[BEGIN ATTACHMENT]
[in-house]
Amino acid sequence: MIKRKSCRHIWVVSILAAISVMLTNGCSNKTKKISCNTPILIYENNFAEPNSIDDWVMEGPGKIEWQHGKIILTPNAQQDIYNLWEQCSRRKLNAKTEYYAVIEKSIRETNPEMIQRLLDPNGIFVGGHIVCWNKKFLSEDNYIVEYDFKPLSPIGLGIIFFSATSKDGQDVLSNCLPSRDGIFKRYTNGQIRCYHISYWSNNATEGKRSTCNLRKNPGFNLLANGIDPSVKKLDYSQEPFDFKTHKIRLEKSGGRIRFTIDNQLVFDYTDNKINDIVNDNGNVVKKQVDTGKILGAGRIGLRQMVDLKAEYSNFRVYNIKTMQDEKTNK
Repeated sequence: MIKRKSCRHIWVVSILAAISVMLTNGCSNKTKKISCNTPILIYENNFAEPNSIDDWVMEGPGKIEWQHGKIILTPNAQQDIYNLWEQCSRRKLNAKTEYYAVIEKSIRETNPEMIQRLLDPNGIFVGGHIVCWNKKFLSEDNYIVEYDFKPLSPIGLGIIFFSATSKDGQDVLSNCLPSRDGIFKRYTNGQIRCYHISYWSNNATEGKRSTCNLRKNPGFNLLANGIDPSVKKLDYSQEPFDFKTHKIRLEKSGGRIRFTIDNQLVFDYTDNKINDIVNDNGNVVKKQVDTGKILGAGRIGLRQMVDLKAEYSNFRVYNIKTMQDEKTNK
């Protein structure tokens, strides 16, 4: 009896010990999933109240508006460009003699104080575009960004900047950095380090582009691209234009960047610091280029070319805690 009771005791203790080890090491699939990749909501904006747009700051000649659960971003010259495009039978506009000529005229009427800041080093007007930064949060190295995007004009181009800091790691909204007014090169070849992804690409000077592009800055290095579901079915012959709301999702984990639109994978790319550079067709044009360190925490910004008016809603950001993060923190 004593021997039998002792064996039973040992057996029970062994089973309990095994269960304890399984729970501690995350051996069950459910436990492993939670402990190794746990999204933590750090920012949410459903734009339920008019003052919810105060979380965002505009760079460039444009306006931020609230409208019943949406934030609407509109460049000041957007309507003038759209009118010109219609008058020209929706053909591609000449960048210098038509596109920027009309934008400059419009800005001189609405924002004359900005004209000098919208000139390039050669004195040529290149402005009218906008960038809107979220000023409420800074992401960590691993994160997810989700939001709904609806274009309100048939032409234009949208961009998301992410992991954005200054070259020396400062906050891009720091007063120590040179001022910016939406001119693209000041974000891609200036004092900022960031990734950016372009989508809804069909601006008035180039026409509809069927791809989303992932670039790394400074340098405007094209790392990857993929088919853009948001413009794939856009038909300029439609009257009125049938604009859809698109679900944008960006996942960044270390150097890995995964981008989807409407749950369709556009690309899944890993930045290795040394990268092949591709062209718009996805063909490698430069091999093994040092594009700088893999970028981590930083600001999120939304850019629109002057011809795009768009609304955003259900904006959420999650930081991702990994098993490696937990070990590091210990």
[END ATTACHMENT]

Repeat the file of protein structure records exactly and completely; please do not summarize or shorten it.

[in-house]
Amino acid sequence: MIKRKSCRHIWVVSILAAISVMLTNGCSNKTKKISCNTPILIYENNFAEPNSIDDWVMEGPGKIEWQHGKIILTPNAQQDIYNLWEQCSRRKLNAKTEYYAVIEKSIRETNPEMIQRLLDPNGIFVGGHIVCWNKKFLSEDNYIVEYDFKPLSPIGLGIIFFSATSKDGQDVLSNCLPSRDGIFKRYTNGQIRCYHISYWSNNATEGKRSTCNLRKNPGFNLLANGIDPSVKKLDYSQEPFDFKTHKIRLEKSGGRIRFTIDNQLVFDYTDNKINDIVNDNGNVVKKQVDTGKILGAGRIGLRQMVDLKAEYSNFRVYNIKTMQDEKTNK
Repeated sequence: MIKRKSCRHIWVVSILAAISVMLTNGCSNKTKKISCNTPILIYENNFAEPNSIDDWVMEGPGKIEWQHGKIILTPNAQQDIYNLWEQCSRRKLNAKTEYYAVIEKSIRETNPEMIQRLLDPNGIFVGGHIVCWNKKFLSEDNYIVEYDFKPLSPIGLGIIFFSATSKDGQDVLSNCLPSRDGIFKRYTNGQIRCYHISYWSNNATEGKRSTCNLRKNPGFNLLANGIDPSVKKLDYSQEPFDFKTHKIRLEKSGGRIRFTIDNQLVFDYTDNKINDIVNDNGNVVKKQVDTGKILGAGRIGLRQMVDLKAEYSNFRVYNIKTMQDEKTNK
């Protein structure tokens, strides 16, 4: 009896010990999933109240508006460009003699104080575009960004900047950095380090582009691209234009960047610091280029070319805690 009771005791203790080890090491699939990749909501904006747009700051000649659960971003010259495009039978506009000529005229009427800041080093007007930064949060190295995007004009181009800091790691909204007014090169070849992804690409000077592009800055290095579901079915012959709301999702984990639109994978790319550079067709044009360190925490910004008016809603950001993060923190 004593021997039998002792064996039973040992057996029970062994089973309990095994269960304890399984729970501690995350051996069950459910436990492993939670402990190794746990999204933590750090920012949410459903734009339920008019003052919810105060979380965002505009760079460039444009306006931020609230409208019943949406934030609407509109460049000041957007309507003038759209009118010109219609008058020209929706053909591609000449960048210098038509596109920027009309934008400059419009800005001189609405924002004359900005004209000098919208000139390039050669004195040529290149402005009218906008960038809107979220000023409420800074992401960590691993994160997810989700939001709904609806274009309100048939032409234009949208961009998301992410992991954005200054070259020396400062906050891009720091007063120590040179001022910016939406001119693209000041974000891609200036004092900022960031990734950016372009989508809804069909601006008035180039026409509809069927791809989303992932670039790394400074340098405007094209790392990857993929088919853009948001413009794939856009038909300029439609009257009125049938604009859809698109679900944008960006996942960044270390150097890995995964981008989807409407749950369709556009690309899944890993930045290795040394990268092949591709062209718009996805063909490698430069091999093994040092594009700088893999970028981590930083600001999120939304850019629109002057011809795009768009609304955003259900904006959420999650930081991702990994098993490696937990070990590091210990």